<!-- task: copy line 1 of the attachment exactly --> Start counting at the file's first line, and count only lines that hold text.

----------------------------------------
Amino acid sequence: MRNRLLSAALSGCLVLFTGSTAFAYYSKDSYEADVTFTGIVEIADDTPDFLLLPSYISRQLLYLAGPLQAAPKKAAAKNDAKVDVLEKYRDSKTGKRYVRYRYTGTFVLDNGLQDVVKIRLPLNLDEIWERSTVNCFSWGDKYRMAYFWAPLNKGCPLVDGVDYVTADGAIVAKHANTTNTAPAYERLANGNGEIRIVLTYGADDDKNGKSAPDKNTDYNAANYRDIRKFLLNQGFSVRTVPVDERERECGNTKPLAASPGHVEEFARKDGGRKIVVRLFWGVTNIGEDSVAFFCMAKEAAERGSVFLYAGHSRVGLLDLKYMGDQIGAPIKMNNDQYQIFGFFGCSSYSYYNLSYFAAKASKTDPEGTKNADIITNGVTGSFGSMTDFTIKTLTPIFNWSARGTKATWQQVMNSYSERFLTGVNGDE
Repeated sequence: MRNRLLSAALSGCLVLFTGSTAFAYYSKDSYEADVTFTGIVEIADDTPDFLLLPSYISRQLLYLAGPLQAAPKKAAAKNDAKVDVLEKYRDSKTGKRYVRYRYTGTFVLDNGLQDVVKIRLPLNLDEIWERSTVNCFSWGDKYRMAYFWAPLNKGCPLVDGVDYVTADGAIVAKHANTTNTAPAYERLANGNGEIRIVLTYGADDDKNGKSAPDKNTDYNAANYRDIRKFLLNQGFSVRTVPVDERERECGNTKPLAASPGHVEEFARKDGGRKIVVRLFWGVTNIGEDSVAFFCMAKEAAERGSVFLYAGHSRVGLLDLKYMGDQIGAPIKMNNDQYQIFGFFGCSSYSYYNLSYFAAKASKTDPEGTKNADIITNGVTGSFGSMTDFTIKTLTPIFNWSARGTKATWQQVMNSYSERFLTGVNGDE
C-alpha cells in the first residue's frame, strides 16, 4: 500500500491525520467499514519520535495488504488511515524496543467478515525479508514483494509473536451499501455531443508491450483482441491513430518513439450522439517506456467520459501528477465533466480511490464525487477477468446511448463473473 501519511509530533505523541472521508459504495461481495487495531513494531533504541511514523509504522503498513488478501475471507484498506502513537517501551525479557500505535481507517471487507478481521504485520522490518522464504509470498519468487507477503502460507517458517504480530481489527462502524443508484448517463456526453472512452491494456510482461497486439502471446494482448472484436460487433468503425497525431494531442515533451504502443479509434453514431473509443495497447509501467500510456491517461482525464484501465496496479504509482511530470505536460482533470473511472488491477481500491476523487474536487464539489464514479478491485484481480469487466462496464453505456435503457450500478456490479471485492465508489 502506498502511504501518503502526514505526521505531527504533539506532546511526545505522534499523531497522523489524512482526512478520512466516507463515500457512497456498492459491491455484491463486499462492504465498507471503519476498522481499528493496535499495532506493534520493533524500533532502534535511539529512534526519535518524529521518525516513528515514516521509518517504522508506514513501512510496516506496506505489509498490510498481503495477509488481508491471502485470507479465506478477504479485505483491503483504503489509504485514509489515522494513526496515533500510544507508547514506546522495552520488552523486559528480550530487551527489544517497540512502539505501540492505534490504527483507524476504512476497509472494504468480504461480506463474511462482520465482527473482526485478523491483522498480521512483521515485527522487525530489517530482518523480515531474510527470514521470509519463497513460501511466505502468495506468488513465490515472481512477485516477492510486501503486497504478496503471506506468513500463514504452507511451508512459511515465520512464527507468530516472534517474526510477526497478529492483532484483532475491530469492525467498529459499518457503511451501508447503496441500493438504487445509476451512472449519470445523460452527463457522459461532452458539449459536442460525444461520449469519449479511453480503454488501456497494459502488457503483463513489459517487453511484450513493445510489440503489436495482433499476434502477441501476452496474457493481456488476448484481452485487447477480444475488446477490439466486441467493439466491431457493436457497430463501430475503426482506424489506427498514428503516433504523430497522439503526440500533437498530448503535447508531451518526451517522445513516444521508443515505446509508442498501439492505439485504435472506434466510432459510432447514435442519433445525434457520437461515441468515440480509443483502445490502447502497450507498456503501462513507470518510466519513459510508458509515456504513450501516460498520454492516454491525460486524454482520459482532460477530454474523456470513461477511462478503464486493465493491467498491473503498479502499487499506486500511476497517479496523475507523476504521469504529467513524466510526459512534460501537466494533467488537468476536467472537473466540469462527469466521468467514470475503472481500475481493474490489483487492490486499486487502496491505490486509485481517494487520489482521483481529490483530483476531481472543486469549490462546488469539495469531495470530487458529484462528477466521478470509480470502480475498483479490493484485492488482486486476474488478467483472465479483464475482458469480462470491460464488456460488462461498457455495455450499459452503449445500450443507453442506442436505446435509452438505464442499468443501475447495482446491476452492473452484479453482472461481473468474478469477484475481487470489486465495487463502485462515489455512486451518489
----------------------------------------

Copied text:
Amino acid sequence: MRNRLLSAALSGCLVLFTGSTAFAYYSKDSYEADVTFTGIVEIADDTPDFLLLPSYISRQLLYLAGPLQAAPKKAAAKNDAKVDVLEKYRDSKTGKRYVRYRYTGTFVLDNGLQDVVKIRLPLNLDEIWERSTVNCFSWGDKYRMAYFWAPLNKGCPLVDGVDYVTADGAIVAKHANTTNTAPAYERLANGNGEIRIVLTYGADDDKNGKSAPDKNTDYNAANYRDIRKFLLNQGFSVRTVPVDERERECGNTKPLAASPGHVEEFARKDGGRKIVVRLFWGVTNIGEDSVAFFCMAKEAAERGSVFLYAGHSRVGLLDLKYMGDQIGAPIKMNNDQYQIFGFFGCSSYSYYNLSYFAAKASKTDPEGTKNADIITNGVTGSFGSMTDFTIKTLTPIFNWSARGTKATWQQVMNSYSERFLTGVNGDE